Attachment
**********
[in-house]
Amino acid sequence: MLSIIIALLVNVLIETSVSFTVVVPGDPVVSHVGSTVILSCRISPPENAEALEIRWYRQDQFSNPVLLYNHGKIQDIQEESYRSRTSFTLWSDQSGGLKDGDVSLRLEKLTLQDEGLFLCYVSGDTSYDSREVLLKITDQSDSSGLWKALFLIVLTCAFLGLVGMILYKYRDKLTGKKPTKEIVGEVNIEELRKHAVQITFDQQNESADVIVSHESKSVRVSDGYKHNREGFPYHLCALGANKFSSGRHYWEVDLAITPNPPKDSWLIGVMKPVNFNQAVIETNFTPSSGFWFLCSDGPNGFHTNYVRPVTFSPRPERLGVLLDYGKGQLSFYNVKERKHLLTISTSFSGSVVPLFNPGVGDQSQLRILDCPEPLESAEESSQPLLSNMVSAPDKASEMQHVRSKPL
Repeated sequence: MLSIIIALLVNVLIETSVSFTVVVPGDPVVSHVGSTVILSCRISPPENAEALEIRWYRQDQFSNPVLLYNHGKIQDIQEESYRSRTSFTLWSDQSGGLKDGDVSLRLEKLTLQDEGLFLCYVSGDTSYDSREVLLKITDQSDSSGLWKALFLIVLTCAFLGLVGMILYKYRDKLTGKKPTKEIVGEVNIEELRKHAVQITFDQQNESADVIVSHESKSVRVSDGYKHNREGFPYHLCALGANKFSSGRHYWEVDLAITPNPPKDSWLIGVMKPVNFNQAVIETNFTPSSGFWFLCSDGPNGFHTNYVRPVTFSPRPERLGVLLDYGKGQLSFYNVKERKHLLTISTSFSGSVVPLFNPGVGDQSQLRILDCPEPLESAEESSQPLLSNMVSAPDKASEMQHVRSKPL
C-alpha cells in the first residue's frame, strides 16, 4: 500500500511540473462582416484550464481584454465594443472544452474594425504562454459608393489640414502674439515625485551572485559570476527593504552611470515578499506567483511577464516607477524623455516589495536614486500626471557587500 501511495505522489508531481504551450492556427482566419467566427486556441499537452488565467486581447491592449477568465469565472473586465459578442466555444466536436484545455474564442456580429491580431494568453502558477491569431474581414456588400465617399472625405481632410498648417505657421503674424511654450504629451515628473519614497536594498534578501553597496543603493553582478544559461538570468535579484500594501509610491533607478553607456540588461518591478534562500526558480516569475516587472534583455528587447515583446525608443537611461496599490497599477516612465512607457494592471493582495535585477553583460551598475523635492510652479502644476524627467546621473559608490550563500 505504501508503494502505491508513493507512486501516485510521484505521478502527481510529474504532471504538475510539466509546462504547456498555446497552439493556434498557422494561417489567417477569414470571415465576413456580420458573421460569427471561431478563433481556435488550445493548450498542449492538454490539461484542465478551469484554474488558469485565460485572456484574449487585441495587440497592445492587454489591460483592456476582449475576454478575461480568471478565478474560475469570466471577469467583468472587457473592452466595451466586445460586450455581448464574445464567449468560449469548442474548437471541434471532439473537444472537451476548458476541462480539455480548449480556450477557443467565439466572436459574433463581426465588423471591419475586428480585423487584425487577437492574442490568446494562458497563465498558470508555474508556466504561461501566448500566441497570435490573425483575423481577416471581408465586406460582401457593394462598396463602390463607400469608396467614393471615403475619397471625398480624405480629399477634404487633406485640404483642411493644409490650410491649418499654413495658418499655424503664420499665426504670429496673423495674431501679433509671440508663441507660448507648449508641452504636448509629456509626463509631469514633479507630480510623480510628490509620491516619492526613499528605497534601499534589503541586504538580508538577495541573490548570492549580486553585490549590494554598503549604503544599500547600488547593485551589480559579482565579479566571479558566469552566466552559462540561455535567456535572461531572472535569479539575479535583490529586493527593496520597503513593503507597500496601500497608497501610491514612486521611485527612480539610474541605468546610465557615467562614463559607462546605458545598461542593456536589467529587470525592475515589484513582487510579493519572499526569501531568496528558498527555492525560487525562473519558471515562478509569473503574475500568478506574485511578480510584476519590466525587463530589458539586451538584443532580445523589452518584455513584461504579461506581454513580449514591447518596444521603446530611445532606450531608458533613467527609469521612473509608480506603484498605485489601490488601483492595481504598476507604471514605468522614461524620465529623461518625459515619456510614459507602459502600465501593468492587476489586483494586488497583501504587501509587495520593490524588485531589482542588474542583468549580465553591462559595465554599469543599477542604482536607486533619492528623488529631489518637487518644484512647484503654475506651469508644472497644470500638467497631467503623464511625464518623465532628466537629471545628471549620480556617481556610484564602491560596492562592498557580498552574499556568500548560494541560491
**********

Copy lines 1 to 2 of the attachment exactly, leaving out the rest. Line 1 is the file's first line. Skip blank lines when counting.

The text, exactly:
[in-house]
Amino acid sequence: MLSIIIALLVNVLIETSVSFTVVVPGDPVVSHVGSTVILSCRISPPENAEALEIRWYRQDQFSNPVLLYNHGKIQDIQEESYRSRTSFTLWSDQSGGLKDGDVSLRLEKLTLQDEGLFLCYVSGDTSYDSREVLLKITDQSDSSGLWKALFLIVLTCAFLGLVGMILYKYRDKLTGKKPTKEIVGEVNIEELRKHAVQITFDQQNESADVIVSHESKSVRVSDGYKHNREGFPYHLCALGANKFSSGRHYWEVDLAITPNPPKDSWLIGVMKPVNFNQAVIETNFTPSSGFWFLCSDGPNGFHTNYVRPVTFSPRPERLGVLLDYGKGQLSFYNVKERKHLLTISTSFSGSVVPLFNPGVGDQSQLRILDCPEPLESAEESSQPLLSNMVSAPDKASEMQHVRSKPL